This morning’s two sessions feature wines of Australia and Priorat, for example, before breaking for a catered lunch with wines donated by all producers present – it’s sort of a grab bag of wines – the red wines are placed randomly on the tables (and yes, there’s a mad scramble as people grab food and rush to find the table with the best wines!) and the whites and roses are placed in random ice tubs.  I can’t wait!

After lunch (always attended by the winemakers too!) there is an hour break while the winemakers set up their barrel samples and we all get a chance to taste the wines of their next release.  It’s tough work, tasting through all these wines to pick out the ones we like best, but it beats cubicle land!  You can see our picks in upcoming club shipments, always featuring wines from small producers unlikely to appear in stores near you.

We’ll bring you more info later today – sign up for our email notices of postings to read our upcoming posts.

The Making of Bubby-cillin

It seems everyone I know received a gift from their co-workers this week.  Or from their kids – perhaps very appropriate given this Mother’s Day weekend.  Sadly, this generosity is of the viral nature, and I don’t mean the sharing of amusing online ads.  I mean the springtime cold – a miserable half-dead existence marked by an endless trail of tissues, loss of sleep, red noses, body aches and thinking at half speed.

Modern medicine provides little relief and no cure.  Over the years I’ve formed the opinion that the shortest path to recovery is a few good bowls of ‘Bubby-cillin" – home-made chicken soup.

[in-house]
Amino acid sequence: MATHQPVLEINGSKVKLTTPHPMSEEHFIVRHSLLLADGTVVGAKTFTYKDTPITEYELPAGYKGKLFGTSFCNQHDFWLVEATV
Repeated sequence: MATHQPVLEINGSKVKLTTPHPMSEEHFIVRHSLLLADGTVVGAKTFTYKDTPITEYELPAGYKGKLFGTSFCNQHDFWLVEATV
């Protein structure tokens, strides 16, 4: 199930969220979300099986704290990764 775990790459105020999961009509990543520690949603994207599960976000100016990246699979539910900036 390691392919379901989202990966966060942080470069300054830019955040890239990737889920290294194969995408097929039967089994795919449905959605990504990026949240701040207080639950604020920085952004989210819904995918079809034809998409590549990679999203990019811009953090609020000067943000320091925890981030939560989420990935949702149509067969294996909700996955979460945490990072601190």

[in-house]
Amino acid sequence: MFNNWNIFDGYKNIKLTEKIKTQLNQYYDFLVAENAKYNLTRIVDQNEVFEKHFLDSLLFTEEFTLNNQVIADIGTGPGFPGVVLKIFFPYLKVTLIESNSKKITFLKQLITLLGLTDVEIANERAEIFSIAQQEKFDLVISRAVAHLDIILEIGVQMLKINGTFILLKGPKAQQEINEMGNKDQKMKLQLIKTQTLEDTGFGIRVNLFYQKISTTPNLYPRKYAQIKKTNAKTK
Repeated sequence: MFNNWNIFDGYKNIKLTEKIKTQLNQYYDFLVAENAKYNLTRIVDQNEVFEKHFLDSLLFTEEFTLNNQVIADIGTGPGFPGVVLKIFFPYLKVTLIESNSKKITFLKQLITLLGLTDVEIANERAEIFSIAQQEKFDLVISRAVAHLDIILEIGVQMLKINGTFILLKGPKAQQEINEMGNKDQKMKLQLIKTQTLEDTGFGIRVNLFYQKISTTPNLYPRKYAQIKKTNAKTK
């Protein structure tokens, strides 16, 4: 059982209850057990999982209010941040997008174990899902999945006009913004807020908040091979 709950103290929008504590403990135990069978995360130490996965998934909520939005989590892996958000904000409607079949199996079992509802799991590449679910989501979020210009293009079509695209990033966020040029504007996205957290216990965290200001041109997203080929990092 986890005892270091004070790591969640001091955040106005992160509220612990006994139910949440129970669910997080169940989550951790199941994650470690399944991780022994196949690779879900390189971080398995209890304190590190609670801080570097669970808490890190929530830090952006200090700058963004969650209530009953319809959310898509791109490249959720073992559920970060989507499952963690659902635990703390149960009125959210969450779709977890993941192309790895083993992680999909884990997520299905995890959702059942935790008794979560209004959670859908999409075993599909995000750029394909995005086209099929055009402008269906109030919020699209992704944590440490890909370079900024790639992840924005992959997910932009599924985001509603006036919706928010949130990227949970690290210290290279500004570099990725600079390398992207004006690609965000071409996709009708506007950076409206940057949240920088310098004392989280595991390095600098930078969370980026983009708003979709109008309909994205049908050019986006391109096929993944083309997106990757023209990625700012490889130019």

What does this have to do with wine?  In my book, all paths lead to wine.  You see, whenever I think of colds, I’m reminded of a Jewish friend I had in the sixth grade.  He was the source of tremendous fascination to this goyum, and taught me some truly fun Yiddish phrases that sixth-grade boys found milk-through-the-nose amusing. 

Whenever he had a cold, his Grandma would send him to school with a thermos of Bubby-cillin – something he loved, and which always tempted the rest of our table with its smell.  Up until then all I’d known of chicken soup was a can of Campbell’s, and while it’s a fine dish for colds, it simply doesn’t have the curative powers imbued in Bubby-cillin.  (Note to self, scratch Campbell’s off your list of potential sponsors)

I once asked my friend to bring the recipe from home so my mom could make it.  As he did with all of my naive but sincere questions about his family, he patiently explained that his Bubby used no recipes for anything she cooked, "she just tastes her cooking after each step and knows what it needs next."  As if I’d just been informed that Santa didn’t exist, this was an unbelievable revelation for a kid from a recipe-only household.  It still is.

Fast Forward